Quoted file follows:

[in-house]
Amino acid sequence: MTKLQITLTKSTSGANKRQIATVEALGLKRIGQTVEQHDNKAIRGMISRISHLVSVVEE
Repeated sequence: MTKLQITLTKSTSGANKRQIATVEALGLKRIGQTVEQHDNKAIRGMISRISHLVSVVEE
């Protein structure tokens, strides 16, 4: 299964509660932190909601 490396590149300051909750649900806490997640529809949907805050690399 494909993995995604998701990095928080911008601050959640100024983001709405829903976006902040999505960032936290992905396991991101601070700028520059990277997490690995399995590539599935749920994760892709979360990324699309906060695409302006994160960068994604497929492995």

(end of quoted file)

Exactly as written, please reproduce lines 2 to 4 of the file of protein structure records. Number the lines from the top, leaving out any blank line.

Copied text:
Amino acid sequence: MTKLQITLTKSTSGANKRQIATVEALGLKRIGQTVEQHDNKAIRGMISRISHLVSVVEE
Repeated sequence: MTKLQITLTKSTSGANKRQIATVEALGLKRIGQTVEQHDNKAIRGMISRISHLVSVVEE
């Protein structure tokens, strides 16, 4: 299964509660932190909601 490396590149300051909750649900806490997640529809949907805050690399 494909993995995604998701990095928080911008601050959640100024983001709405829903976006902040999505960032936290992905396991991101601070700028520059990277997490690995399995590539599935749920994760892709979360990324699309906060695409302006994160960068994604497929492995």